DC Leaks: Open Society Foundations Documents – Looks Like Obama Has Been Running Every Play In Their Playbook. He Is Merely One Of Their Actors Performing A Script Written By Soros.

Is this new? Article dated today:

DCLeaks posts George Soros’ Open Society Foundations documents


DC Leaks website: Open Society Foundations Documents:


DC Leaks: Little Known Site Dumps Data On George Soros

Huge Leak

DC Leaks announced a new leak called “SOROS INTERNAL FILES – BIG DATA“. The leak was published on August 13th and announced via their social media accounts including Facebook and Twitter.


This section contains restricted documents of George Soros’ Open Society Foundation and related organisations. It represents workplans, strategies, priorities and other activities of Soros.


One of the documents from the website:

Executive Summary: U.S. Programs 2015-2018 Strategy

In revisiting the United States’ approach to “the war on terror,” President Obama has emphasized that
this nation must remain “an open society.” In the coming years, the nation faces profound shifts that
threaten this aspiration. These include the expanded influence of the private sector in public affairs,
growing economic inequality that reinforces the marginalization of racial and other minorities,
increasingly paralyzed government institutions (especially at the federal level), and fundamental
challenges to fact-based discourse.

The 2015-2018 U.S. Programs Strategic Plan, which has been approved by the U.S. Programs Advisory
Board, sets forth a significant set of objectives and strategies to address these challenges. It builds on
the comprehensive reviews undertaken by the U.S. Programs Advisory Board at the request of George
Soros in recent years and the refinement of approach and organizational structure U.S. Programs has
undertaken in the past two. In addition to the refinement of its substantive goals, the Plan proposes
that U.S. Programs continue to expand its close working relationship with the Open Society Policy
Center, further our focus on our anchor and core grantees (expected to be approximately 15% of our
budget), explore more extensive use of social impact investing and collaboration with international
components of the Open Society Foundations, and retain our commitment to balancing strategy with
opportunism (reflected in the USP Opportunities Fund which will constitute 20-25% of our budget).
Recognizing that the upcoming four years will include seminal events ranging from the next Presidential
election to the withdrawal of American troops from Afghanistan, U.S. Programs will organize our efforts
around the following four goals:

A more inclusive and accountable American democracy. Over the next four years, we will enlarge and
protect the electorate through reform of voting practices in the post-Shelby era, begin to change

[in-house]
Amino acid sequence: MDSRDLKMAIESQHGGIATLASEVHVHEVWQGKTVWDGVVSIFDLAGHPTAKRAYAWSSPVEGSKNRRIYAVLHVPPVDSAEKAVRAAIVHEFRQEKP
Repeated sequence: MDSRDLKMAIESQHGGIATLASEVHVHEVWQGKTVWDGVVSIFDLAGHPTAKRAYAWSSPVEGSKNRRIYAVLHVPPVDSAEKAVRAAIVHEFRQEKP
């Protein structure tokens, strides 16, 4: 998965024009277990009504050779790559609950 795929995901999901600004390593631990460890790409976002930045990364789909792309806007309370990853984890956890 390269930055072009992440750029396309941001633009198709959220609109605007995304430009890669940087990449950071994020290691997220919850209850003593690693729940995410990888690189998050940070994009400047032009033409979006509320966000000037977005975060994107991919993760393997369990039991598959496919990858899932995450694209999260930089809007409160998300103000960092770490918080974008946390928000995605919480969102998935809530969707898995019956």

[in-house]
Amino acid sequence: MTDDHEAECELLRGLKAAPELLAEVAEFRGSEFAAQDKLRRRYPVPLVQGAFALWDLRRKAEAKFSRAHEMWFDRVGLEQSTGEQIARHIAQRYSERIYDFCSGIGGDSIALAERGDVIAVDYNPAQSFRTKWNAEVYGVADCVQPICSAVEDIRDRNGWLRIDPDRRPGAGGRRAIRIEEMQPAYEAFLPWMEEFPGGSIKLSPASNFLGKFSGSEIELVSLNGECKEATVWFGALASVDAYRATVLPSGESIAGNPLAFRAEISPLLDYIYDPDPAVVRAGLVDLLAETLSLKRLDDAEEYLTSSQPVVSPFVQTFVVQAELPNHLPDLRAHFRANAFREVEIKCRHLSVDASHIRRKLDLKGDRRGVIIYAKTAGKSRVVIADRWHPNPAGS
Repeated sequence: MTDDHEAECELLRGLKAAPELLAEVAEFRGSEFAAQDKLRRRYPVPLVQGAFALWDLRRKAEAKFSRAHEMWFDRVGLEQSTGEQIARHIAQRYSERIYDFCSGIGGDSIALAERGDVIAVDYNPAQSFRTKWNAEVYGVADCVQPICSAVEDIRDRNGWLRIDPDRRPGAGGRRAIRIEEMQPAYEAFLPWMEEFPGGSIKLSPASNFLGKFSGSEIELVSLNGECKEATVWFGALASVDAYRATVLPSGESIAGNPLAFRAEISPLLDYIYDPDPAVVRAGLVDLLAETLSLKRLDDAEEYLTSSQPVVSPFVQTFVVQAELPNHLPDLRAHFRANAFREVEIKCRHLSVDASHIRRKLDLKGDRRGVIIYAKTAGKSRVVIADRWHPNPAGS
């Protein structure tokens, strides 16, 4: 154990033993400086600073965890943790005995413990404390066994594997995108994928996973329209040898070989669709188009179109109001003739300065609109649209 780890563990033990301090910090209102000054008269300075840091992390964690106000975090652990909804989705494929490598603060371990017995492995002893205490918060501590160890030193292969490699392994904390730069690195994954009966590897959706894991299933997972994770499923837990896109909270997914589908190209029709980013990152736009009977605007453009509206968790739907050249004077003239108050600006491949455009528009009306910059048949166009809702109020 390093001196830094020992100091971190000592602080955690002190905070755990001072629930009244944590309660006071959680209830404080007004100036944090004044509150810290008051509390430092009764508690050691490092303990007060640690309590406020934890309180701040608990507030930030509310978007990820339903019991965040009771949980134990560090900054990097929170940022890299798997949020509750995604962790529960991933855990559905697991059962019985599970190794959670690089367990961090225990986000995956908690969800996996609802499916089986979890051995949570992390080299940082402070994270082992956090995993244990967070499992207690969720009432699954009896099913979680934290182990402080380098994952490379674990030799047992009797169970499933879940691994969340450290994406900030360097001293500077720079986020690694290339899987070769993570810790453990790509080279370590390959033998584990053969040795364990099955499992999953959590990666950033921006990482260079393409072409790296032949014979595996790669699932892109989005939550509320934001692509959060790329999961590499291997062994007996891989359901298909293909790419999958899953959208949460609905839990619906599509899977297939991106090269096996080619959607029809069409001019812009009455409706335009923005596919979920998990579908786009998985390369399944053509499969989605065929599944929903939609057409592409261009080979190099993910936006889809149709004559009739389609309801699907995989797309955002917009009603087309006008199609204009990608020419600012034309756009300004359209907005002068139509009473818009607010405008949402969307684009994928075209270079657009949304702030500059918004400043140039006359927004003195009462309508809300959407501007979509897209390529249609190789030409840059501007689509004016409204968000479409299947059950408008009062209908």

campaign finance jurisprudence, preserve how the internet and new media models can further the free
flow of information required by a healthy democracy, and take steps, particularly in select localities, to
engage citizens in their democracy beyond voting;

A fair criminal justice system. Over the next four years we will continue to reduce mass incarceration
and further challenge harsh punishment such as the death penalty and build on promising movements
in drug policy reform by promoting a health-centered approach to drug use and addiction;

Full political, economic, and civic participation of communities of color and immigrants. Over the next
four years we will work to secure comprehensive immigration reform and aggressive Executive action to
end harsh enforcement policies, reduce the racial wealth gap, address barriers to quality educational
opportunities for children of color by reforming school discipline policy, and strengthen the field of racial
justice by increasing institutional effectiveness and changing the narrative about race in this country;

Equitable economic growth. Over the next four years, we will take our first steps related to this new
goal, including supporting localities seeking to create inclusive economic development, continuing our
work to understand the implications of technological change on jobs, and providing opportunistic
support toward relevant efforts such as those to increase the minimum wage. This new goal offers an
opportunity for us to better coordinate our existing work, such as that to promote housing and credit
reform and to connect people with criminal records to employment opportunities.


From the 2015-2018 Strategy document for the US


• Strengthen racial justice organizations through technical assistance and enhanced focus on
capacity, cultivating next generation of racial justice leadership, and enhanced engagement with
others potentially involved in shared efforts (e.g., organized labor and groups working in
Muslim, Arab and South Asian communities to combat Islamophobia)

• Successfully institutionalize Campaign for Black Male Achievement (by 2018, OSF funding should
be no more than 1/3) and leverage policy and program reform specifically related to boys and
men of color possible due to My Brothers’ Keeper Initiative

• Develop and advance a narrative that acknowledges the country’s racial and ethnic realities and
is effective in the 21st century by commissioning research, partnering with high-profile
influencers, and engaging media

This is scary.

2020 and Distortions in American Democracy:

Taking up the challenge presented by George Soros’s memo on distortions in democracy,16 USP is
developing an internal shared framework to align our work in a number of areas with the goal of
securing fundamental reform by the year 2020, when the next census and redistricting process will take
place in conjunction with a seminal election.
This work will extend beyond an election-only emphasis to
include the development of new political and community leadership and on-the-ground civic capacity.
The 2020 Project is intended to connect the interests of nearly all programs, from voting rights to